“You have made puppets of African Chiefs. Progress shall come from real understanding and co-operation, not by your dictating to African nations. We do not need you to send more anthropologists to Africa to advise on developments. We Africans, with education are able to develop our own systems and determine what is best for us”
Whenever her name is mentioned, Stella Thomas’ response to the former Governor-General of Nigeria, Lord Frederick Lugard’s lecture always come to fore.
Stella is the first African Female Lawyer and Nigeria’s First Female Magistrate. Born in 1906 in Lagos to a Nigerian businessman of Sierra Leonian heritage, she attended the Annie Walsh Memorial School in Freetown, Sierra Leone.
She gained admission to the Middle Temple Inn of Court in 1929, where she studied law and became the first African woman called to bar in Great Britain in 1933.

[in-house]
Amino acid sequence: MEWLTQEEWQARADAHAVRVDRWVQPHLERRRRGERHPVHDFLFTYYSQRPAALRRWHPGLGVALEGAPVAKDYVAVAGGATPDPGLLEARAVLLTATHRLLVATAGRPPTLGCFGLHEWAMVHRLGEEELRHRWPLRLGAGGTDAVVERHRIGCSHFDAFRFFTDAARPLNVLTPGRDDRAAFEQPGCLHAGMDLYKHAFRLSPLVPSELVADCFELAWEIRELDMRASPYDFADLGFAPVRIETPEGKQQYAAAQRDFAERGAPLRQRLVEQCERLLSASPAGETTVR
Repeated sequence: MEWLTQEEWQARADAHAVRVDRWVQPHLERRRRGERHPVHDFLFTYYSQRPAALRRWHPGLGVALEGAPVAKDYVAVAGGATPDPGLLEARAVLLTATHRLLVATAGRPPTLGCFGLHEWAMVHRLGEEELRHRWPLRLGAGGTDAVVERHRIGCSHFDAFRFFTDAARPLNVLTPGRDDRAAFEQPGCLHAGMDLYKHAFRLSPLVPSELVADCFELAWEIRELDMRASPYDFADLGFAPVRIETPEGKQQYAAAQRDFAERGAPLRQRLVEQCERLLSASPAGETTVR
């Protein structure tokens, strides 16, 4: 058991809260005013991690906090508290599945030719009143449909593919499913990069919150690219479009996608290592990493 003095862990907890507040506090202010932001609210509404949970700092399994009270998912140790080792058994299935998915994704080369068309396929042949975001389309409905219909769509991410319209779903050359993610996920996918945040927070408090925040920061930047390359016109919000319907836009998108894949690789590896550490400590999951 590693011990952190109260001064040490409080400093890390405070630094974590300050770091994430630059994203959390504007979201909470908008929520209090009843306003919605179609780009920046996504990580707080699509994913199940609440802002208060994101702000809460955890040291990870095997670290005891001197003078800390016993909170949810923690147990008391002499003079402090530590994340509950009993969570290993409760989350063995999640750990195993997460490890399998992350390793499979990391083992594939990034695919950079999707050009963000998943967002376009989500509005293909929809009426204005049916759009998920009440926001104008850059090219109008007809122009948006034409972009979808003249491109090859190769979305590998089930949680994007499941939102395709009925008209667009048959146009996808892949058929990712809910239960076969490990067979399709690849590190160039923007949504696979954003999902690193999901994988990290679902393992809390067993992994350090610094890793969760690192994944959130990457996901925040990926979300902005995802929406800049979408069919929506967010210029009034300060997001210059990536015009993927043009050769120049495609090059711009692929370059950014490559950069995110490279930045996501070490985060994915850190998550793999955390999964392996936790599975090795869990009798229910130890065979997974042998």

She joined groups that spoke and fought against racism in Britain and was known for her political activism, which won her great accolades among other activists. She was a prominent figure in women’s civic and social organisations.
In 1935, she was registered at the Supreme Court of Sierra Leone and in November 1935, she was registered in Nigeria. After seven years of practice in 1943, she was appointed a magistrate and became the first Nigerian woman to sit on the bench.
In 1944, she got married to a fellow Sierra Leonean barrister, Richard B. Marke. She retired in 1971 and passed away in 1974 at the age of 68.